Waiting for forever


Lynne Melcombe
Focus on Adoption magazine

Anne Melcombe and Kirsty Stormer are adoption recruitment workers for Wendy’s Wonderful Kids.A North America-wide program, WWK was started by the Dave Thomas Foundation to find homes for waiting children and is administered in BC by AFABC. Anne and Kirsty do child-specific adoption recruitment; they match families to the needs of specific waiting children.

Part of their work is family-finding — using phone calls, emails, Facebook, and other methods to track down relatives who might be interested in adopting the child. If that doesn’t work out, they move on to searching for non-related families from their network or from among those who have applied to MCFD to adopt. At the same time, they work on preparing children for adoption using tools such as lifebooks to assess what children know about why they’re in care, explain what adoption is, and find out what children want in a forever family. Finally, they assist with the child’s transition to their new family.

If there’s a single word Anne and Kirsty would choose to describe the kids they work with - it’s courage.

“By the time we start talking to waiting kids about adoption, they have been through so much already,” says Kirsty. They may have unresolved trauma from when they were removed from their parents, attachment issues from multiple placements, or prenatal exposure to alcohol or drugs leading to difficulties with school work and making friends. They may have had multiple losses, complicated by visits with biological family that can create more anxiety and confusion.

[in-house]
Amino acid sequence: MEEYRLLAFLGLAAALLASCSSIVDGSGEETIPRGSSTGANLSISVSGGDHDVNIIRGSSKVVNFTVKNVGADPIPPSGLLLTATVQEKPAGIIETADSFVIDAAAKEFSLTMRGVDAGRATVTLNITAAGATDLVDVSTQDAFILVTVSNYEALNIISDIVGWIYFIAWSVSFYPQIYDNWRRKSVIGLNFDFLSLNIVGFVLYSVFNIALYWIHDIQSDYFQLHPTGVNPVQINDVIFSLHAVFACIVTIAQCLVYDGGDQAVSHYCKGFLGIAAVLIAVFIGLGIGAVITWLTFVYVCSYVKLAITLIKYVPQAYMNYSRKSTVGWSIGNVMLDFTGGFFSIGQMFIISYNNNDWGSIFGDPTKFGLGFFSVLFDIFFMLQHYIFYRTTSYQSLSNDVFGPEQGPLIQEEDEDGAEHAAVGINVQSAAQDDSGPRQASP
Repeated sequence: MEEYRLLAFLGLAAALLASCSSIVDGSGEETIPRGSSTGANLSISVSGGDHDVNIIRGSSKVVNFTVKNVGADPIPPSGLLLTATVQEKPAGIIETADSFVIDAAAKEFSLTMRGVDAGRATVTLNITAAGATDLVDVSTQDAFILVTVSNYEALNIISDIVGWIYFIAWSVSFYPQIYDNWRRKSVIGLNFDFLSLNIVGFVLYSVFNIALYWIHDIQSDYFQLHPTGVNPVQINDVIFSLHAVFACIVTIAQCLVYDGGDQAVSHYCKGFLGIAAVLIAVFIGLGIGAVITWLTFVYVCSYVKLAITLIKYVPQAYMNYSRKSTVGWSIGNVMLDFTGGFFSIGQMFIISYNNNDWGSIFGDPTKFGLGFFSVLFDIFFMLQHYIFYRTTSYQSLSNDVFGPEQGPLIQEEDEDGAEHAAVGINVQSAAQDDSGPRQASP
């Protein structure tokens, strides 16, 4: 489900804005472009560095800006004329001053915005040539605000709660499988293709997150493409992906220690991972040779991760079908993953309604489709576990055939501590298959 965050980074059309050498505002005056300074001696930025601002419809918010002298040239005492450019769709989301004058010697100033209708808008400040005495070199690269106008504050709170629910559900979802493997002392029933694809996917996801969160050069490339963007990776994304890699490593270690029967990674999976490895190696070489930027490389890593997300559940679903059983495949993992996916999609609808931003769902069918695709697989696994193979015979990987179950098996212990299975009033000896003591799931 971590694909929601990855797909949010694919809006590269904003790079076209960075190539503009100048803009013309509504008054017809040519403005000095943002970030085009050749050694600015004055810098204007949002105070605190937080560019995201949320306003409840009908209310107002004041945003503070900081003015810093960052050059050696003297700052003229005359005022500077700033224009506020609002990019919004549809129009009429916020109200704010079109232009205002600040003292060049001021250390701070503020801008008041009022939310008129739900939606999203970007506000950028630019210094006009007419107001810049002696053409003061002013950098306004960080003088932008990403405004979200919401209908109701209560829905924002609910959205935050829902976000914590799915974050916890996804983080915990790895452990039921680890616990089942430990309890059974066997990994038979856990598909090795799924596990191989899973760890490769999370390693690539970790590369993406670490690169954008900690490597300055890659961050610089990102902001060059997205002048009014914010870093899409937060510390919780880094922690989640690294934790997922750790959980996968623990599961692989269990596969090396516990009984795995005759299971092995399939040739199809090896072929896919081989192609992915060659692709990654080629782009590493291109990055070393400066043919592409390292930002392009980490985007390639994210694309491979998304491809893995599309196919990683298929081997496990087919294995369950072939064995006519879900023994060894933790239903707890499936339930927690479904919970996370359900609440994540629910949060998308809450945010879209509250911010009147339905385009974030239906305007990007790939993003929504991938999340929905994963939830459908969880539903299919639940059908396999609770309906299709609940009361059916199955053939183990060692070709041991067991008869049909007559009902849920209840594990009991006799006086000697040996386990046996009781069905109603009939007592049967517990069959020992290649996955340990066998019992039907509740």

When Anne and Kirsty start talking to them about adoption, it means they have to add more into their lives — moving, starting a new school, adjusting to a new community, making new friends, and adjusting to new parents.

When they begin working with a child, an important first step for Anne and Kirsty is assessing whether the child even knows why s/he is in care and can’t go home. This may seem strange, but children are often taken into care under chaotic circumstances. Workers who don’t know what the future holds may try to minimize the child’s trauma by talking as much as possible about the here and now. With large caseloads and workers changing positions, the need for follow-up can get lost.

Finding the truth

But even when children have been told why they’re in care, and adults think they understand, the child might only have heard and held onto a small piece of the story. Children in care often keep things to themselves, so it can take some time for adults to realize that a child has taken one small piece of information and interpreted it in a way that makes sense only to them.

“I worked with one little girl who was taken into care, when she was quite young, for a long list of reasons including neglect,” says Anne. “Among other things, her mother had mental health issues and was inconsistent in buying and preparing food. When I first spoke to her about adoption, she became increasingly impatient and finally demanded, ‘Why doesn’t somebody just go and help my mommy get the groceries?’”